Most people think of "Breaking Bad," a television show about a man who runs a meth lab out of his trailer, as mere entertainment. But a recent article by CNNMoney suggests this may be more realistic and sadly more common than many think.

For potential homebuyers, there are a number of things to consider when buying a home. Are there cracks in the wall? Is the house next to a busy street? Are the neighbors loud? But it’s not common to ask if the house was a former meth lab.

Since 2004, nearly 84,000 meth labs have been seized, according to the Drug Enforcement Administration.

Joseph Mazzuca, who co-founded Meth Lab Cleanup in Athol, Idaho, told CNNMoney: "Millions of people live in properties that were used as meth labs." He also says that straightforward decontamination jobs can cost $5,000 to $10,000.

CNNMoney tells a tale of a couple who purchased their first home last year, a home in which they paid only $36,000.

"We only lived there three weeks," said Hankins. "We started to experience symptoms."

Dry mouth, headaches and nosebleeds were among the symptoms experienced by the couple and their two-year-old son. After the couple’s neighbors informed them that the house used to be a meth lab, they bought a test kit for $50. The meth residue came back as 80 times the state’s legal limit for acceptable levels of meth residue post-clearing.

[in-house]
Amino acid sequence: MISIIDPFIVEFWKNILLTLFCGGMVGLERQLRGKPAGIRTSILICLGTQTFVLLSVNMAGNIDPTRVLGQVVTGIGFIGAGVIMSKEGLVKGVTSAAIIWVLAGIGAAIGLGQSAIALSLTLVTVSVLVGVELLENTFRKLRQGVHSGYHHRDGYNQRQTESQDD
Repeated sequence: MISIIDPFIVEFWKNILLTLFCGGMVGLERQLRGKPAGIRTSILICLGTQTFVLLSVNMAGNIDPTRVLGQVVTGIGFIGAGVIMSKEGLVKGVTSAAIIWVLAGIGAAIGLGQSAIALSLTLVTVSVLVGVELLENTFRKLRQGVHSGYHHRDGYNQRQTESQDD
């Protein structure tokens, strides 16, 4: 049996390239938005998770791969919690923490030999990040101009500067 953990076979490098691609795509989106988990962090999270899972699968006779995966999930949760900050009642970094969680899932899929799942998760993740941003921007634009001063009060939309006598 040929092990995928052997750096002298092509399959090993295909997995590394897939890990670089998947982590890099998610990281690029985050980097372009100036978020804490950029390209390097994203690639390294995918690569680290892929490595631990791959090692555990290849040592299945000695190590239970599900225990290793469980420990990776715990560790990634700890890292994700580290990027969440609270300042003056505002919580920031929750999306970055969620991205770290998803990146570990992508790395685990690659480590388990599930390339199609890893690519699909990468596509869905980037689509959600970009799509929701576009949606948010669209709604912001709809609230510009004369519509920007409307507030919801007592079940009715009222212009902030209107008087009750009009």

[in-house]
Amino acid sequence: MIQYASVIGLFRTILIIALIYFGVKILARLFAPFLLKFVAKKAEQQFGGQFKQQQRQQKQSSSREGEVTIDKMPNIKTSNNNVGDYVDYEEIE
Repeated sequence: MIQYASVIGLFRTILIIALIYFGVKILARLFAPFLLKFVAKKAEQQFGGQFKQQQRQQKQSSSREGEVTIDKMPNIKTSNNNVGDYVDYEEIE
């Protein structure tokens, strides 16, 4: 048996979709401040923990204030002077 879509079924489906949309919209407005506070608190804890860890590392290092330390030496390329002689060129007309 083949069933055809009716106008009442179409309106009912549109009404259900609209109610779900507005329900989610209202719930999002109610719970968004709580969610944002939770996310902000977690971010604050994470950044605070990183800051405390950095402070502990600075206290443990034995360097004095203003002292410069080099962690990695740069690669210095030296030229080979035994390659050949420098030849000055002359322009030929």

After the family moved out, their symptoms subsided. Unfortunately, their financial problems did not. The couple is still paying the mortgage on the house to avoid credit issues. They also are paying rent on a new home and were forced to buy new furniture as their old furniture was too contaminated to use.

The couple is currently petitioning Freddie Mac, who sold the home, to test all homes it sells for meth contamination and is speaking with the company about covering their financial deficit.

For every pound of meth produced, five to seven pounds of chemical waste is left behind, CNNMoney reported. Short-term exposure can cause headaches, nausea, dizziness and fatigue. Long-term exposure can affect a person’s liver, kidney and increase the risk of cancer.

This issue is becoming an increasing problem, as meth labs continue to pop up all over the country. 

To see if you live in a county with high volumes of meth labs, click on the map provided by CNNMoney below.

mhopkins@housingwire.com